“Life is a party so put on your dancing shoes and get ready…” belts out Kenya’s leading Afro-pop group Sauti Sol in ‘Sambo Party’, one of the tracks on their new album Live and Die in Afrika. True to this call, the album puts together an entertaining showcase for 61 minutes. The much-awaited album brings out the best of the band that has had a great run in 2015.
For fans, the fun is endless. With a variety of genres ranging from Lingala to salsa beats, Afro-zouk to dancehall beats, Live and Die Afrika will get listeners on their feet. The album, their third studio production, was launched at an exclusive listening party on 20 November 2015 in Nairobi. The 15-track album is the group's first self-produced effort, with expert co-production from renowned Kenyan producers like Kagwe Mungai, Cedric Kadenyi and Ulopa Ngoma, among others. It includes their hit singles 'Sura Yako', 'Isabella', 'Nishike', 'Shake Yo Bam Bam' and 'Still the One'.
The album is a celebration of Africa, flaunting its richness in cultural diversity, talent and resources. “Our continent has come of age. For a long time, our story has been told for us; it’s our turn now to tell it. For a long time, our problems have been solved for us; it’s our turn to solve them,” the quartet says of the album.
While many will enjoy that they can listen to a variety of genres, all well-delivered by the band, for others the combination of various sounds risks becoming confusing or even frustrating. For instance, the title track is a mash-up of sounds from all over Africa, with a heavy central and southern African influence. For listeners it might take a while before one can understand their direction. As a single the track feels a little too 'busy'.
The band has also done a bit of sampling here and there - and this may also put off more people. ‘Its Okay', a song about lovers going through challenging times, kicks off with a Lingala beat that people familiar with the Franco and TPOK Jazz single ‘12 600 Letters’ will easily identify with. The song proceeds with a salsa rhythm. While the band's decision to combine the sounds that characterized their childhood is great, the listener might be left nostalgic for the music of the past, rather than current trends.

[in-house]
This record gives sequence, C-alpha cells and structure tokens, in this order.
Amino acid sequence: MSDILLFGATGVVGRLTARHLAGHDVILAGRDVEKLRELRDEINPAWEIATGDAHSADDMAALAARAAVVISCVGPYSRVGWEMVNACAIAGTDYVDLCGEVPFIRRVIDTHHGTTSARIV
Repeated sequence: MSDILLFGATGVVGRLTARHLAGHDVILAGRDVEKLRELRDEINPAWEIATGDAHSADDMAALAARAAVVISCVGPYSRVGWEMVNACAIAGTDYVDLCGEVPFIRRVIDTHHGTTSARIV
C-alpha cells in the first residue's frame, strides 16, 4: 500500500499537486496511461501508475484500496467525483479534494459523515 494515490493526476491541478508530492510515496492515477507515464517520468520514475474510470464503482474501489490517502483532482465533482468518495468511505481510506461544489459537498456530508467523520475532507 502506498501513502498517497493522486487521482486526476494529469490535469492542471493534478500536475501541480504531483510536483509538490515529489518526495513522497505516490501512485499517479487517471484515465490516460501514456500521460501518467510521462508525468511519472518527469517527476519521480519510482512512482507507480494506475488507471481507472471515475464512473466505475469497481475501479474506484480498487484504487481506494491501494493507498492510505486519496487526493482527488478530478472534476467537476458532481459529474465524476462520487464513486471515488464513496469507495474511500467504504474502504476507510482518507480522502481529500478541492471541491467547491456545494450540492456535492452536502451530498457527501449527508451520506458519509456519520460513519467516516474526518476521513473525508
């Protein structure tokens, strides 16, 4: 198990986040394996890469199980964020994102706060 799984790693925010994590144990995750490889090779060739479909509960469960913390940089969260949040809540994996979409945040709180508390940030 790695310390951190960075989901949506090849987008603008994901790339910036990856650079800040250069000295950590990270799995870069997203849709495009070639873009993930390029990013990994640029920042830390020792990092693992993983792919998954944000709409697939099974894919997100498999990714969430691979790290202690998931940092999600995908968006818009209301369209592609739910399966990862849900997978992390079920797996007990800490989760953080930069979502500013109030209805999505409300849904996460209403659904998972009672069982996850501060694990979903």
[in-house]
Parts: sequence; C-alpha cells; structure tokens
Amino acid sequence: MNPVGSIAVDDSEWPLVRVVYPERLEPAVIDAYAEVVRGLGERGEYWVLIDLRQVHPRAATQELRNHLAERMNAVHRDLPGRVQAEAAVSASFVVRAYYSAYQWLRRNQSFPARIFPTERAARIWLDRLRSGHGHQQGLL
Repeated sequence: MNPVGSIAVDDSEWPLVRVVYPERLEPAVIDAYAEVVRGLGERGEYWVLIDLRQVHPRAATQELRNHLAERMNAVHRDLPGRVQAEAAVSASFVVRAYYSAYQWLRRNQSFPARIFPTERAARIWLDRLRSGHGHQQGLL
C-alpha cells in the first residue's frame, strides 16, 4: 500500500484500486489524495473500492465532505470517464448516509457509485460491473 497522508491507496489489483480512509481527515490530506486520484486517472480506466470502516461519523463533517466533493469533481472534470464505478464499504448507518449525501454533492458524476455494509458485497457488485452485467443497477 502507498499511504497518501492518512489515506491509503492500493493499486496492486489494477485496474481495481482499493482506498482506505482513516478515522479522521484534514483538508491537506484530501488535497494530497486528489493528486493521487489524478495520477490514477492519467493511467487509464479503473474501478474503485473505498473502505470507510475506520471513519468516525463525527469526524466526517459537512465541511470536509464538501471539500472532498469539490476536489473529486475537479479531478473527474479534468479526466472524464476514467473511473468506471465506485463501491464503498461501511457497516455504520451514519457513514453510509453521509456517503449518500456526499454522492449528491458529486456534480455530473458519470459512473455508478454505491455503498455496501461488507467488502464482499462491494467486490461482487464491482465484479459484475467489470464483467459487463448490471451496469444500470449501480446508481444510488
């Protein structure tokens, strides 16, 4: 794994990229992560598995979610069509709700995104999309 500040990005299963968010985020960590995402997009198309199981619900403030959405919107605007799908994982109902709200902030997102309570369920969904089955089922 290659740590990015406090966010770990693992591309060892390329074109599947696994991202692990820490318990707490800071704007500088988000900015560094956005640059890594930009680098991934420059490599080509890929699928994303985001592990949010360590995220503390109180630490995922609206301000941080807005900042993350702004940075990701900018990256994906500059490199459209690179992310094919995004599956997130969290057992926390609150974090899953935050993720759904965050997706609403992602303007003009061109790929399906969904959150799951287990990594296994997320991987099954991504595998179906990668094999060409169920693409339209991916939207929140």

It's also laudable how the band uses their music to pass on messages - for example advising young people to be what they want to be - without being too preachy. The song 'Sambo Party' has a fun and danceable rhythm, with lyrics told from the point of view of someone from a poor family. “Mama was a dancer, papa was a gambler. They said to me, you can be all you wanna be," the song proclaims.
As has become tradition on Sauti Sol's other albums, the new release also has a single for spiritual nourishment. ‘Kuliko Jana’ is a beautiful song carried by heartfelt vocals and featuring well-known Kenyan artist Aaron Rimbui. In this song the band acknowledges God as their saviour who will enable them to be better with each passing day.
The journey from the launch of Mwanzo in 2008 to Live and Die in Afrika has seen Sauti Sol evolve into a far more mature team, who have proven to now be able to attract a global audience wherever they perform.
The album has been released digitally via Africori and is on sale now at iTunes. Physical copies of the album will be available for purchase at a later date from Nakumatt stores in Kenya. The group will make the physical copy in three different forms: a CD that will be sold to the general public, a limited edition leather casing copy that will be made available once fans register on Sauti Sol’s website, and an exclusive wooden casing copy with a personalized engravings to be given to a chosen few.